Longtime public utilities worker DeWayne Craddock reportedly went on a shooting rampage in a city building in Virginia Beach, Virginia on Friday afternoon, May 31.
Craddock, 40, described as a "disgruntled employee," killed 12 people before dying in a gun battle with police.
All but one of the victims were city employees like Craddock. Another person murdered was a contractor at an office filing a permit at the time of the shooting, police said.
Four other peoplehurt by the shootingwere hospitalized, police said. All had surgery on Friday night. Craddock had reportedly worked for the city for about 15 years. Officials said they found multiple weapons at the scene of the shooting and later at his home. The massacre was the deadliest in the United States so far this year after a rash of these disturbing crimes, including the Las Vegas Stephen Paddock rampage and the Parkland school shooting.
Shocking violence happened again on Friday. Gunfire erupted while people were at the Virginia Beach municipal center doing business. Craddock fired through all three floors of Building 2 of the facility. Four officers confronted the killer inside the building and "a long gun battle" ensued, according to Virginia Beach police Chief James Cervera. After Craddock was wounded, police tried to save him, the chief said. "They did what cops do and they rendered first aid to this individual," Cervera said.
Officers found a .45-caliber pistol, a suppressor and several empty, higher-capacity magazines near Craddock after the massacre. It's believed he bought the firearms legally, investigators said. Cervera said Craddock was a "disgruntled employee." The certified professional engineer in the city's public utilities department was listed on department news releases as a point of contact for information on local road projects over the past several years, CNN reported.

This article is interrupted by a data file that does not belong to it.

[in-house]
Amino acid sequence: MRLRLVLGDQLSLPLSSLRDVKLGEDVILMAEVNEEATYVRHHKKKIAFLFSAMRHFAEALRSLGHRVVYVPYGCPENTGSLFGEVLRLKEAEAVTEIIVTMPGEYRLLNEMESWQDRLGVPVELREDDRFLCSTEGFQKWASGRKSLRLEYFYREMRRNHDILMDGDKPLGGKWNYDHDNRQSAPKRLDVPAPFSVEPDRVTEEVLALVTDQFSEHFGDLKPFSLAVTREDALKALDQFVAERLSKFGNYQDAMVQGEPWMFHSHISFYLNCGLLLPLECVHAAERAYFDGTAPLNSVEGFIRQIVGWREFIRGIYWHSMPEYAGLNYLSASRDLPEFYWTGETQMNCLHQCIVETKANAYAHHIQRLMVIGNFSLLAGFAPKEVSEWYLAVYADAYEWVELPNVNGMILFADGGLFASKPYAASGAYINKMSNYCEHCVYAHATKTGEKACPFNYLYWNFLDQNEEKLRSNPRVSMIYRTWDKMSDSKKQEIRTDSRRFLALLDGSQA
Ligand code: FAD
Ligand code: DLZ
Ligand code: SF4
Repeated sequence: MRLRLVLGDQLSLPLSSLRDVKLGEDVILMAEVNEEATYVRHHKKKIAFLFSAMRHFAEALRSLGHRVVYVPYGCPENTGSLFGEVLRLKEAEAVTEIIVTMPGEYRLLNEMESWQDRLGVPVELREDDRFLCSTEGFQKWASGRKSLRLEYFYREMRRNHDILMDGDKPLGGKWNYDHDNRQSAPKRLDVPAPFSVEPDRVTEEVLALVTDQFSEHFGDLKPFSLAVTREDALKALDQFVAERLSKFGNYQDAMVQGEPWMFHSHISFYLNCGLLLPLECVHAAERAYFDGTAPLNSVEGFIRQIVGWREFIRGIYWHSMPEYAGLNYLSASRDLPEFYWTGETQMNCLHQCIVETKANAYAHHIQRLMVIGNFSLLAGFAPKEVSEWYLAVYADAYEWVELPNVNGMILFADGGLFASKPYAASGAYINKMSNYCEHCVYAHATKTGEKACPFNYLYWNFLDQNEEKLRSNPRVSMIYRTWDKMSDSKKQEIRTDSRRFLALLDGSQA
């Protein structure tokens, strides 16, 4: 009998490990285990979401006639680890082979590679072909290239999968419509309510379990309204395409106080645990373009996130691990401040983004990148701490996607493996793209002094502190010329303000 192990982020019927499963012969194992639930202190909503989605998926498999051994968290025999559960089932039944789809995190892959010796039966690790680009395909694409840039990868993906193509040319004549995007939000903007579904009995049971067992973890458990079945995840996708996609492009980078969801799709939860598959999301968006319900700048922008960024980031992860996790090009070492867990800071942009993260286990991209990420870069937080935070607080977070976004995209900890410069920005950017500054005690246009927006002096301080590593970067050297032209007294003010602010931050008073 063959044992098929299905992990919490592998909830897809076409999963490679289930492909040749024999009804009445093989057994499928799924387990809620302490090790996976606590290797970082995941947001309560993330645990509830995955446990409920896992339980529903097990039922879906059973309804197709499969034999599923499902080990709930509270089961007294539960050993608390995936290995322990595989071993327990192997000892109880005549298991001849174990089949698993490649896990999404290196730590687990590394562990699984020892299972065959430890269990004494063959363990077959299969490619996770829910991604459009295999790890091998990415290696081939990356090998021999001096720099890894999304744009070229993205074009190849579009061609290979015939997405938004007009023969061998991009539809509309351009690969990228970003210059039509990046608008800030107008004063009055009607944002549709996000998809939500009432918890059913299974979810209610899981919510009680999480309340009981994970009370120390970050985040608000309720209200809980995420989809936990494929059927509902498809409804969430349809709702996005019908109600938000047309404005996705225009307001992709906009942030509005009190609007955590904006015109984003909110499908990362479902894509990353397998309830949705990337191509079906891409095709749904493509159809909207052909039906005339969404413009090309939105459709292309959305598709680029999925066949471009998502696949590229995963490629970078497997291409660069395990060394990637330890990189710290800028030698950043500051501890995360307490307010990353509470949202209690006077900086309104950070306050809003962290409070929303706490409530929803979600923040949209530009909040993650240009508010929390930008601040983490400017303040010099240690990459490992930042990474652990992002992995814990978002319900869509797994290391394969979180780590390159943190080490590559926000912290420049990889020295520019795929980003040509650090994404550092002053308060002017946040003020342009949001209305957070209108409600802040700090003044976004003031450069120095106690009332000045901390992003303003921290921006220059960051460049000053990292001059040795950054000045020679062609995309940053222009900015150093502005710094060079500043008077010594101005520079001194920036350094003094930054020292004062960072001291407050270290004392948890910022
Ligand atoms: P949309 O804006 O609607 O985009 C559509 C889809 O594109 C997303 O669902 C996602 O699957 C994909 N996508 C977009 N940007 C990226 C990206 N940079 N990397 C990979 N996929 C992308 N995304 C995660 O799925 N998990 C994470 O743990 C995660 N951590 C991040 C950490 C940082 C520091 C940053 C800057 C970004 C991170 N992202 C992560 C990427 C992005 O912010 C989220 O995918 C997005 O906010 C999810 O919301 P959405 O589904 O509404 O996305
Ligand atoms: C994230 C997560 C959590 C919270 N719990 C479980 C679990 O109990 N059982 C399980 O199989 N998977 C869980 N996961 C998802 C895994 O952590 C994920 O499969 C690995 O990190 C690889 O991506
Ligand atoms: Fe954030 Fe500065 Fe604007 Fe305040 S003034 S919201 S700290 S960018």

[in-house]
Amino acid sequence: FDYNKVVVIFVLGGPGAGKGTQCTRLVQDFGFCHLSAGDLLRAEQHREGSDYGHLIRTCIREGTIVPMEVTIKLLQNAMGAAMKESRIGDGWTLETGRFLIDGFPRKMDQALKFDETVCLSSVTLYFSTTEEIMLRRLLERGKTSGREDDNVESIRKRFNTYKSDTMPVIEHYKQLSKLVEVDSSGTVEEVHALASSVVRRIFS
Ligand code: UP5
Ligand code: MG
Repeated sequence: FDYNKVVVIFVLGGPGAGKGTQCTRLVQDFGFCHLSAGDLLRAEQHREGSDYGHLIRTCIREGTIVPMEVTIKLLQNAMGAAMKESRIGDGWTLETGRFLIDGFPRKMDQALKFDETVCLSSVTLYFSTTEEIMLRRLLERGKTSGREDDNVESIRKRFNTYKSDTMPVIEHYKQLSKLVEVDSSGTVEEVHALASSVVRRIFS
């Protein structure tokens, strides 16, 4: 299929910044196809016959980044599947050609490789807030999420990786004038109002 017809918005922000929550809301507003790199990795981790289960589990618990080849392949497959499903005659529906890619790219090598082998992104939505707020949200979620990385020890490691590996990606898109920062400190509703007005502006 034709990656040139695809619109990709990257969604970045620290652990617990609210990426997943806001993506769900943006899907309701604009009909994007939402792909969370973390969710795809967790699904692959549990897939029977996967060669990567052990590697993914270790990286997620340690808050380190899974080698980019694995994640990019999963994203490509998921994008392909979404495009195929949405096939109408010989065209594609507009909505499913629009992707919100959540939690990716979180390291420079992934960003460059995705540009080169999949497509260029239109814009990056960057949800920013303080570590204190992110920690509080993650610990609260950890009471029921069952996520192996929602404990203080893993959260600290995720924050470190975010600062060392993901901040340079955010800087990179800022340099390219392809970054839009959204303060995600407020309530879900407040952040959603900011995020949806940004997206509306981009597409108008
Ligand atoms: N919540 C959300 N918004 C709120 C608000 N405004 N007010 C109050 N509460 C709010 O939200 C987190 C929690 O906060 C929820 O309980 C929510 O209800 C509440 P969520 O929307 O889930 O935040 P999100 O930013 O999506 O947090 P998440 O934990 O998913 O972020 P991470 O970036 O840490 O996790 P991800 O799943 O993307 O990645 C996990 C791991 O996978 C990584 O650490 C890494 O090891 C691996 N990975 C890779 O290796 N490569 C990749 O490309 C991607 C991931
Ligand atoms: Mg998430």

Megan Banton, who was in the building and barricaded with her co-workers, told reporters, "I have an 11-month-old baby at home, and all I could think about was him and trying to make it home to him."
Cervera doesn't know Craddock's motive yet and said, "Right now, we have more questions than we have answers."
He reportedly was still employed with the city at the time of the rampage, and had an active employee security pass. Craddock's neighbor Christian Coble told the Washington Post, "He seemed like an all right dude. I guess you never know what someone is going through."